Owners of low-lying properties around Mahurangi and Mangawhai could find it harder to develop their land if the Government accepts the recommendations of a draft NZ Productivity Commission report released this month.
The 306-page report looks at local government funding and financing, and some of the factors contributing to rising local government debt. These include providing infrastructure for fast-growing areas, maintaining services in areas with declining populations, higher environmental and public health expectations, growing demand pressures from tourism and the need to replace existing infrastructure coming to the end of its useful life.
The cost of adapting communities and infrastructure to mitigate the risks and hazards associated with sea level rise, and more frequent and extreme weather events, was also identified as a significant challenge for local councils.
The most direct threat was seen as the damage that climate change will cause to local government infrastructure such as roads and bridges, and stormwater, wastewater and flood-protection assets.
Relocating some of these services could cost billions of dollars.
The report states that councils are responsible for planning and regulating development on at-risk land and, therefore, have an important role in moderating future climate risk exposure.
“Councils are also the bodies closest to exposed communities and will be expected to engage with them on an adaptation strategy. They must manage both pressures from property owners to invest in defences against sea-level rise and flooding, and retreats from at-risk locations.”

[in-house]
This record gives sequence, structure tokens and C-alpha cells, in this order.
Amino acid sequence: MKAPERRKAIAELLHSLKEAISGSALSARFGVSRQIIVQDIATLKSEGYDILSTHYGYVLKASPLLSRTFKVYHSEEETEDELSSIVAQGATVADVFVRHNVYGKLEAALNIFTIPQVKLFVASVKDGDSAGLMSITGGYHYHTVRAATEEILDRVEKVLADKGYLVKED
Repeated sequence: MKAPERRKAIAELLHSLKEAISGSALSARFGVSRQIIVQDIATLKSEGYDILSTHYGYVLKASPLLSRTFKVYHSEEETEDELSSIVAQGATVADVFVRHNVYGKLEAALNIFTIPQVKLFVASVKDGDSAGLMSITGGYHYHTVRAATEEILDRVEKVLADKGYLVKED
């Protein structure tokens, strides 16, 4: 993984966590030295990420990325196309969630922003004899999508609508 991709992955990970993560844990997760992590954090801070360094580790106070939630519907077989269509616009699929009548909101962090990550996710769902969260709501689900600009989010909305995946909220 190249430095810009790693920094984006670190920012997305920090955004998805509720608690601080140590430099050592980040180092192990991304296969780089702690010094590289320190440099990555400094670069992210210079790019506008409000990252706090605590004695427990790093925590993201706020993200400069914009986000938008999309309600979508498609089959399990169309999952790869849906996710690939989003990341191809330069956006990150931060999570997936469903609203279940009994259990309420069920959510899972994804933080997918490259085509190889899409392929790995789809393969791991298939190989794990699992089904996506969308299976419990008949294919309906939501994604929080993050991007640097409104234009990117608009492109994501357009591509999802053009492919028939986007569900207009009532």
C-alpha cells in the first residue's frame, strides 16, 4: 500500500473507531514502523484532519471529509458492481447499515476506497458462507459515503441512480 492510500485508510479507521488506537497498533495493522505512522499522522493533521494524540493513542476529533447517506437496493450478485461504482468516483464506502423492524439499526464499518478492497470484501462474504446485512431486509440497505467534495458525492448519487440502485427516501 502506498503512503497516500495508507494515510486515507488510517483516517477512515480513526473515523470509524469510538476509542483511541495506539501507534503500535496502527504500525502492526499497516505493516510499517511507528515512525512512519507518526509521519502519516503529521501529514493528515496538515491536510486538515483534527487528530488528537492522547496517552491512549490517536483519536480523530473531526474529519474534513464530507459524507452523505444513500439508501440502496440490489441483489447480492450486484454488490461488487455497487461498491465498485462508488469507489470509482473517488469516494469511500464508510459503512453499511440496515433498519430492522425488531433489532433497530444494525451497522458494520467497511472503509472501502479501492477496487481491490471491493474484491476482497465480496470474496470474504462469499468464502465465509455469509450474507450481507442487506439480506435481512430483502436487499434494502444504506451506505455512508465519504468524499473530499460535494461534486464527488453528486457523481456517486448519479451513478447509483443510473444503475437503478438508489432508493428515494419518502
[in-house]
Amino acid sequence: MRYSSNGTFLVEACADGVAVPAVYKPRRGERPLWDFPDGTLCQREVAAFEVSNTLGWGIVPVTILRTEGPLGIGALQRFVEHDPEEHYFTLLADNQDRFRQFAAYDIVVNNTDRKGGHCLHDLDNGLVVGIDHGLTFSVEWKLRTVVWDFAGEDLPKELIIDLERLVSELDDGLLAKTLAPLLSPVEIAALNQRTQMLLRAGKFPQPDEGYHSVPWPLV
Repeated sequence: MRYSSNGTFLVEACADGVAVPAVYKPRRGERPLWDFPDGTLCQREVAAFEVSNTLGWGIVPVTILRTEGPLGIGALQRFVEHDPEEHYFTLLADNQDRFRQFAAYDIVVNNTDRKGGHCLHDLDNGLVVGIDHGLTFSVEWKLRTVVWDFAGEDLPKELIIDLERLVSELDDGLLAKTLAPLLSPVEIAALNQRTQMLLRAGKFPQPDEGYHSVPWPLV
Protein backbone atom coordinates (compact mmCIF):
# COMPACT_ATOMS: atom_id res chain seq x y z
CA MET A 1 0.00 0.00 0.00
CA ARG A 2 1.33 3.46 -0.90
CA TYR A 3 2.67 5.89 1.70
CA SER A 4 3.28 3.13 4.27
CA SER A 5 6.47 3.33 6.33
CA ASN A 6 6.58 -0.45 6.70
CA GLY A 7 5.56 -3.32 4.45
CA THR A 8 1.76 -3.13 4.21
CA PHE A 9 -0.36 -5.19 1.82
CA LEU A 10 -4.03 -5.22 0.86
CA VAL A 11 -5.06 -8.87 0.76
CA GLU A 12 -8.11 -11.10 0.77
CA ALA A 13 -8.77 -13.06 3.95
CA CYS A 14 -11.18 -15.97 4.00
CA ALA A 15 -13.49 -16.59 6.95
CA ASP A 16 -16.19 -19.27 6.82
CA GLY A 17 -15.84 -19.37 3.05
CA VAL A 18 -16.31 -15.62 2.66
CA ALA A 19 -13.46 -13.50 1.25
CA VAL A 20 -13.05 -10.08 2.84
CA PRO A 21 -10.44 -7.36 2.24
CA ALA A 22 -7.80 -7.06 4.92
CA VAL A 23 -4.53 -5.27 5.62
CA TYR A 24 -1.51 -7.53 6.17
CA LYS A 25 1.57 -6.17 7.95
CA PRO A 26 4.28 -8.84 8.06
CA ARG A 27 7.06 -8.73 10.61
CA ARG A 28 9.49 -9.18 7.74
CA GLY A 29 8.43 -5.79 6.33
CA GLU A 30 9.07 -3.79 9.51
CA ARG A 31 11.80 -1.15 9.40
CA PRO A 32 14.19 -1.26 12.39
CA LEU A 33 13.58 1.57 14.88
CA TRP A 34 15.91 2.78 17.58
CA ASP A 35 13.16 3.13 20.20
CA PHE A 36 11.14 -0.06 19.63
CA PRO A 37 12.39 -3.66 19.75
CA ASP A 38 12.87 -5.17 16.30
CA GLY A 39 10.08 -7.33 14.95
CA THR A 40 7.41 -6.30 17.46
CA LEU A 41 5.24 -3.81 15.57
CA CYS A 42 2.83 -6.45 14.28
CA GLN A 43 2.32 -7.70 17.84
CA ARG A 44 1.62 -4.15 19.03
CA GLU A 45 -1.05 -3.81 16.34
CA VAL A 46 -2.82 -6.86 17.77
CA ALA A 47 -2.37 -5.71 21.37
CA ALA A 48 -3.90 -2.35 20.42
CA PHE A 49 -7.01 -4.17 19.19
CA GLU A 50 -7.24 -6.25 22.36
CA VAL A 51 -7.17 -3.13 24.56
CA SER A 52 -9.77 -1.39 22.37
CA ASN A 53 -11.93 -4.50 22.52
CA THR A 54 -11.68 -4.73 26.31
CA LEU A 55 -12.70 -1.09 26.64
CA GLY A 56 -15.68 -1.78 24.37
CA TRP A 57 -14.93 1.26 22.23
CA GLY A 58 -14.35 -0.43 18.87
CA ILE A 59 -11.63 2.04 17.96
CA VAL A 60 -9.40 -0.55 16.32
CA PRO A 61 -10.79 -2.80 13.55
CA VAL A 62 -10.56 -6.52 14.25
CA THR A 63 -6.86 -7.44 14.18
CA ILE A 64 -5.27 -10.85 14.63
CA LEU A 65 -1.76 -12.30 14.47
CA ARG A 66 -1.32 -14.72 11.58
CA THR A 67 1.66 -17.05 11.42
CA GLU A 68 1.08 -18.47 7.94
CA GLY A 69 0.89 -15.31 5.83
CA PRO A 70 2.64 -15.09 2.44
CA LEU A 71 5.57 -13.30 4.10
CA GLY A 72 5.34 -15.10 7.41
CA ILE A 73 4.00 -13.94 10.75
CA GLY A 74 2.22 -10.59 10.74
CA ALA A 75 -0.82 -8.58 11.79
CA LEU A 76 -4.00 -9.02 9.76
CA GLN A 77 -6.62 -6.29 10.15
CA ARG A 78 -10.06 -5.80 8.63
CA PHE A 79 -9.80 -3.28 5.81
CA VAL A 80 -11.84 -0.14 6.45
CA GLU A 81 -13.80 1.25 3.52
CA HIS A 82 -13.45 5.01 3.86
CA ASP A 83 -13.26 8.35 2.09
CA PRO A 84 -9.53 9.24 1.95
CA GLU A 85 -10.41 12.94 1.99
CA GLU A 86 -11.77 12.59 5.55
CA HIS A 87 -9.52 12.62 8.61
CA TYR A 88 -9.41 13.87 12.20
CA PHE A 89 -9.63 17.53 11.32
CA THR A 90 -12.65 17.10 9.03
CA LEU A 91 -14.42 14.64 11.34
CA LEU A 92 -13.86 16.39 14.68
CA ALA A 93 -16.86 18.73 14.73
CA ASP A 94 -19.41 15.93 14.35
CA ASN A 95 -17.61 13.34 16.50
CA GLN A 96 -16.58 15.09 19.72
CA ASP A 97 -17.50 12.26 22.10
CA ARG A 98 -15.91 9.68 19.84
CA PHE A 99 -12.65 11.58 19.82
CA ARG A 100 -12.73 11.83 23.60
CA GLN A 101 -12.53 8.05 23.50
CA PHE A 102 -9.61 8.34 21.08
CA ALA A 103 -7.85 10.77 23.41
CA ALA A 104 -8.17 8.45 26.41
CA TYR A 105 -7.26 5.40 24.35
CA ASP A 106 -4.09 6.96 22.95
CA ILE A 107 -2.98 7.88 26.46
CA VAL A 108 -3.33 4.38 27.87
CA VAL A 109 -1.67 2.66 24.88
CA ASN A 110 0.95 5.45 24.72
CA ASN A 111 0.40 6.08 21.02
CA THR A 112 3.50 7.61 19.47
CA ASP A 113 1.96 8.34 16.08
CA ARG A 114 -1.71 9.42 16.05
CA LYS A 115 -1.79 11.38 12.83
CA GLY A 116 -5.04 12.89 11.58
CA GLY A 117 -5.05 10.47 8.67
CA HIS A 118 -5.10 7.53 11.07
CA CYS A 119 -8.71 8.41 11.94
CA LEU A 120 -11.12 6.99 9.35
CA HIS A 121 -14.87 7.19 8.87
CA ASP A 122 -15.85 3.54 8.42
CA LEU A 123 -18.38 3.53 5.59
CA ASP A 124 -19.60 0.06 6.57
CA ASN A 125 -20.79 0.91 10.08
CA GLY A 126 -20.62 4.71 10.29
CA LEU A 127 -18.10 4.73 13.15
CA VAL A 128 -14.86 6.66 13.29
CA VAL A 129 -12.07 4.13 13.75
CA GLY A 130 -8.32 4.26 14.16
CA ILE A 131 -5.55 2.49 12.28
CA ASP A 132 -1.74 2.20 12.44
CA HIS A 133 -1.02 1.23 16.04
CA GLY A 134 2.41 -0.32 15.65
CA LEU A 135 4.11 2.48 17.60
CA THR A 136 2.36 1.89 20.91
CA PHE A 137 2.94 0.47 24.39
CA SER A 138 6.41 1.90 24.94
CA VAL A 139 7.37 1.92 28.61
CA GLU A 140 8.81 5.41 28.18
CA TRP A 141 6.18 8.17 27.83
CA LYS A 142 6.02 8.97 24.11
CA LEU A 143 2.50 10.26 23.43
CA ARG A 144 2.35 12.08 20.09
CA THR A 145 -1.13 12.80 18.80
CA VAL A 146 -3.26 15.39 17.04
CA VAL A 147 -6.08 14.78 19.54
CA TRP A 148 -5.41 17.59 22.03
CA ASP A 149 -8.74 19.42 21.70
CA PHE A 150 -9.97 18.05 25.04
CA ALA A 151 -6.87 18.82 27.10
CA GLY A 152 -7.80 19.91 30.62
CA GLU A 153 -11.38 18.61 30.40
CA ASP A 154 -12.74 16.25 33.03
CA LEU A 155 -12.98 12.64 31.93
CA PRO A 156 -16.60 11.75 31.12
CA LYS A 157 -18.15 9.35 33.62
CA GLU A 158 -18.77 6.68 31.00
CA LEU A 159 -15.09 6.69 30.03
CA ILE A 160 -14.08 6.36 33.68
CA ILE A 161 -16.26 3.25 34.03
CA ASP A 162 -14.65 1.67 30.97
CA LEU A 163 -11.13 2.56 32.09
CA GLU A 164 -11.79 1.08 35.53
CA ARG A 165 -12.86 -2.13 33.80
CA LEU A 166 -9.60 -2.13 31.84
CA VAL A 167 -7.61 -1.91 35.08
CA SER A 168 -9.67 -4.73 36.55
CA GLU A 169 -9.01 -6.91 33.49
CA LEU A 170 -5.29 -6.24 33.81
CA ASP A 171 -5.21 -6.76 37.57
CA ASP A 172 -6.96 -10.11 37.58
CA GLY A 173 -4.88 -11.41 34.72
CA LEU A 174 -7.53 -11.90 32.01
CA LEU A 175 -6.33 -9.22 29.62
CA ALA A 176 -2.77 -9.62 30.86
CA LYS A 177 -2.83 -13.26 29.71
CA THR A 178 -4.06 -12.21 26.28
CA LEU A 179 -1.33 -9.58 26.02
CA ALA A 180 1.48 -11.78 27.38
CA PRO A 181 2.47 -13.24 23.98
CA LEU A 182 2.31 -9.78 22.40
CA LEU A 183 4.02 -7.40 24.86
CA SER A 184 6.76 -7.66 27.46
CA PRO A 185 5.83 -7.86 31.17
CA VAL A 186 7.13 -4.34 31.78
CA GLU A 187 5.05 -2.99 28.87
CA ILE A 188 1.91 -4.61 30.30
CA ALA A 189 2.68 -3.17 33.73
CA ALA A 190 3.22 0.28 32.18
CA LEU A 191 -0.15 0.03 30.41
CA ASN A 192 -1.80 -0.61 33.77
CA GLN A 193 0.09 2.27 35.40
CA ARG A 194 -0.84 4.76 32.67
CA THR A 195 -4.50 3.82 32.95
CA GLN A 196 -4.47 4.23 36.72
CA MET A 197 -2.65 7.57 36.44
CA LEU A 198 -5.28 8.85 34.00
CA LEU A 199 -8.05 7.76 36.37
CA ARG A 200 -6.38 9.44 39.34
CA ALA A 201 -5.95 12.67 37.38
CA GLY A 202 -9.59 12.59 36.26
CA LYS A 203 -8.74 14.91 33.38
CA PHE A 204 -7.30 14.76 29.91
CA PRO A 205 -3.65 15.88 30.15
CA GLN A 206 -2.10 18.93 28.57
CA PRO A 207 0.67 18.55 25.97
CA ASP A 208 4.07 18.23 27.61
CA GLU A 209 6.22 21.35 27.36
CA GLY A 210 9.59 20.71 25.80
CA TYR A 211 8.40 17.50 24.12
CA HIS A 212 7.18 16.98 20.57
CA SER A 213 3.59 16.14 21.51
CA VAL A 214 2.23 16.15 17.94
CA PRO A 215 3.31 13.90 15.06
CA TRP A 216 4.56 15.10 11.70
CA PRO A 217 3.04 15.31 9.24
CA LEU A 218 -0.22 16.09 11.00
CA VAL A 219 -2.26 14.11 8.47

Dr Judy Lawrence, of Victoria University’s Climate Change Research Institute, told Radio NZ that the issues are highly complex and will need a partnership response from central and local government.
“In some areas, protection such as seawalls will be appropriate but in other cases, it will mean retreating from the coast,” she said.
“What I find distressing is that councils are still consenting subdivisions in low-lying areas when they already have power under the Coastal Policy Statement to rectify that and to start refusing developments in those areas. In the long term, all they are doing is creating a legacy that our children and grandchildren will have to deal with.”
Dr Lawrence said planning needed to start now.
“We’re already seeing infrastructure failures in wastewater, flood control and freshwater systems. We need to get real or we will have some chaotic responses down the track if we risk a disorganised response to climate change.”
The Productivity Commission report states that the two broad principles which should be used to guide the funding of climate adaptation are minimising costs and risks over the long term, and fairness and justice.
“The first implies discouraging behaviour that leads to increased risk exposure for private gain at others’ expense,” the report says. “The second brings into play New Zealand’s tradition of societal support, risk sharing and inter-generational equity.”
The commission recommends that the Government create a new agency and a Local Government Resilience Fund. The new agency should work with at-risk councils and co-fund the redesign and possible relocation and rebuilding of wastewater and stormwater infrastructure.
The new agency should also assist regional councils and communities to work out the best way to lessen future flood risks from rivers. This could include moving to a new, more sustainable and best-practice paradigm of giving rivers room and developing multiple innovative uses of the wider river corridors.
On the broader issues of local government funding, the report recommends standardised templates for council development contribution policies and council assessments of development contribution charges for individual property developments; the removal of rates differentials and uniform annual general charges; and the phasing out of the Rates Rebate Scheme over a defined period, such as five years, from when an effective national Rates Postponement Scheme is in place.
Feedback and submissions close on August 29.
Read this story online to see the full Productivity Commission report.